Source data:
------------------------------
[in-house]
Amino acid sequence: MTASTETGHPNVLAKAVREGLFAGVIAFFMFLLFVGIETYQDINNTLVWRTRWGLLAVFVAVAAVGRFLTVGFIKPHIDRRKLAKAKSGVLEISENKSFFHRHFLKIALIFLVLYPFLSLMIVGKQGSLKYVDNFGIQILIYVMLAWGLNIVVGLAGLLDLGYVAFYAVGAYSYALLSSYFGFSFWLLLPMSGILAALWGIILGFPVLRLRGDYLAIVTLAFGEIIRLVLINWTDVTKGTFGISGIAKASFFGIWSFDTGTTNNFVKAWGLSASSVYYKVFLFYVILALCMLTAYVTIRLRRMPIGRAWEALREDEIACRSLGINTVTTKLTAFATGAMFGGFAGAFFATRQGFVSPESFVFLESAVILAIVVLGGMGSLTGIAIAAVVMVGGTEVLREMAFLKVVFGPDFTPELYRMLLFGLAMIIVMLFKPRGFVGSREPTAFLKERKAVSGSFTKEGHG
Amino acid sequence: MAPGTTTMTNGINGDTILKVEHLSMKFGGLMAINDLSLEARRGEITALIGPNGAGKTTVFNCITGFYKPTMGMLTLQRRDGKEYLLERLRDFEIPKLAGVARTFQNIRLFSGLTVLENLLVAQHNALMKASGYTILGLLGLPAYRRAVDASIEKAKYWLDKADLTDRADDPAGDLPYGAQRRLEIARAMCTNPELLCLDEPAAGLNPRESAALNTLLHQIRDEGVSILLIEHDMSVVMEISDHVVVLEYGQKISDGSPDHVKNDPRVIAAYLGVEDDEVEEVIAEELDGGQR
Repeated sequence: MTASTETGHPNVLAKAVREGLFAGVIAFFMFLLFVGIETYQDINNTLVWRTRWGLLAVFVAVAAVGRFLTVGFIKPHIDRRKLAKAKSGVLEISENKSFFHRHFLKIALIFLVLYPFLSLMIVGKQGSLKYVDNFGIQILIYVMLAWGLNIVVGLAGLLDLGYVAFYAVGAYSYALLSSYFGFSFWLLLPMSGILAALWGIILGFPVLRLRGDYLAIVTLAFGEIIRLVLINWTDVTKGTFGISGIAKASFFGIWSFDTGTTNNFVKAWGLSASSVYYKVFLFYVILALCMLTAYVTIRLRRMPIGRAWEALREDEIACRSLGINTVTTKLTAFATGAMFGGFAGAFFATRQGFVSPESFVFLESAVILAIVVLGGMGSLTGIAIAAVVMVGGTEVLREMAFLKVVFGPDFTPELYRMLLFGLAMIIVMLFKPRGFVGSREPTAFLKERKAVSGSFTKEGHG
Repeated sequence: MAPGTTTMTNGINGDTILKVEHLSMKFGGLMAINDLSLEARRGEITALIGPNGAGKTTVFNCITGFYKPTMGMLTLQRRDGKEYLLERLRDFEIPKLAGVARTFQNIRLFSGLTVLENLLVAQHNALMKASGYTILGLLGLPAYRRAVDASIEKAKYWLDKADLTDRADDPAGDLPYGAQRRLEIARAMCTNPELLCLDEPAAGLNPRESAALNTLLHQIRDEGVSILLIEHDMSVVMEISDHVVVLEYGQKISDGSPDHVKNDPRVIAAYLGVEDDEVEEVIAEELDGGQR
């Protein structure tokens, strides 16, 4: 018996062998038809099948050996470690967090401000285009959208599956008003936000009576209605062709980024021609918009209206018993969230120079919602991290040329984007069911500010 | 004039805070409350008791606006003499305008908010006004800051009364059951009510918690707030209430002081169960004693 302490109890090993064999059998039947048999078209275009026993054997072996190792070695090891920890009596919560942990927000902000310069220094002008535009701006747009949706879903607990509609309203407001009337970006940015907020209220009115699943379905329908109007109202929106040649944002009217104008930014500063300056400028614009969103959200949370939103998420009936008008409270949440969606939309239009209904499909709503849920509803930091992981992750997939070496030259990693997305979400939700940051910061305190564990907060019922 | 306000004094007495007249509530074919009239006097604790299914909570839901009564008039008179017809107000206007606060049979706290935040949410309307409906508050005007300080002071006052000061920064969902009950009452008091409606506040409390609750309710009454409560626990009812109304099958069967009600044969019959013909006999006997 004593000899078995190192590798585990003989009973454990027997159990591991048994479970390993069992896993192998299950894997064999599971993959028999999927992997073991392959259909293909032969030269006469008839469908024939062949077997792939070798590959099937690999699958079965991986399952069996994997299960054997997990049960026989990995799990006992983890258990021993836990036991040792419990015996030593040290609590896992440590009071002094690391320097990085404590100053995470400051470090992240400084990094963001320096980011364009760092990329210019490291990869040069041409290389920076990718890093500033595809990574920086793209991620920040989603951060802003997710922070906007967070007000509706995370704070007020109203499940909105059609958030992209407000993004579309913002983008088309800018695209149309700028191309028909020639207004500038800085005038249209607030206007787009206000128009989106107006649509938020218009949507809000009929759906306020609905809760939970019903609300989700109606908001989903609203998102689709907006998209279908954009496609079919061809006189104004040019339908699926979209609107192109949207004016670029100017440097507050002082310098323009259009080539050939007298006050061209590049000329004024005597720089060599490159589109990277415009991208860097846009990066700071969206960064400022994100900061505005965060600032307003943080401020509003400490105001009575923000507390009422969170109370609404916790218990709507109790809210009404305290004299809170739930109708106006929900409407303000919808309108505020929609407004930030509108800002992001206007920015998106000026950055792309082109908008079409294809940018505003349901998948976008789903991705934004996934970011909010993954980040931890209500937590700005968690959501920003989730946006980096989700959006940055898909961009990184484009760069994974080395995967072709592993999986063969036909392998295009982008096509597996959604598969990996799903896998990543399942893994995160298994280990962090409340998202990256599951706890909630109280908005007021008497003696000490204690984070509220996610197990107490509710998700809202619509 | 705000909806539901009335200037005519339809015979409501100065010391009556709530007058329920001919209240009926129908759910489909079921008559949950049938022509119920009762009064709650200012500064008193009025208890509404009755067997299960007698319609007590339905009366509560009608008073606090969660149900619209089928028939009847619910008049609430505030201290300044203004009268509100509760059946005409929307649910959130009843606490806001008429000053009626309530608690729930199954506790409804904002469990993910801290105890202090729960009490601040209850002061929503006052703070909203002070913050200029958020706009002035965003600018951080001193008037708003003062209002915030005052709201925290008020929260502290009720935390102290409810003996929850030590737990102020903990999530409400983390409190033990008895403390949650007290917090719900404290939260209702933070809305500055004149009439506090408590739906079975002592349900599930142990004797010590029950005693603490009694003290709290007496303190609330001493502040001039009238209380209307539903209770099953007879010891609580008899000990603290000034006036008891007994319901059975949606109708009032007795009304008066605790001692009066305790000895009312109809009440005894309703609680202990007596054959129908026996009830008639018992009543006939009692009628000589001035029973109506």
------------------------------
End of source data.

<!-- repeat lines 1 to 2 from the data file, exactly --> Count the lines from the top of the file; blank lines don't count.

[in-house]
Amino acid sequence: MTASTETGHPNVLAKAVREGLFAGVIAFFMFLLFVGIETYQDINNTLVWRTRWGLLAVFVAVAAVGRFLTVGFIKPHIDRRKLAKAKSGVLEISENKSFFHRHFLKIALIFLVLYPFLSLMIVGKQGSLKYVDNFGIQILIYVMLAWGLNIVVGLAGLLDLGYVAFYAVGAYSYALLSSYFGFSFWLLLPMSGILAALWGIILGFPVLRLRGDYLAIVTLAFGEIIRLVLINWTDVTKGTFGISGIAKASFFGIWSFDTGTTNNFVKAWGLSASSVYYKVFLFYVILALCMLTAYVTIRLRRMPIGRAWEALREDEIACRSLGINTVTTKLTAFATGAMFGGFAGAFFATRQGFVSPESFVFLESAVILAIVVLGGMGSLTGIAIAAVVMVGGTEVLREMAFLKVVFGPDFTPELYRMLLFGLAMIIVMLFKPRGFVGSREPTAFLKERKAVSGSFTKEGHG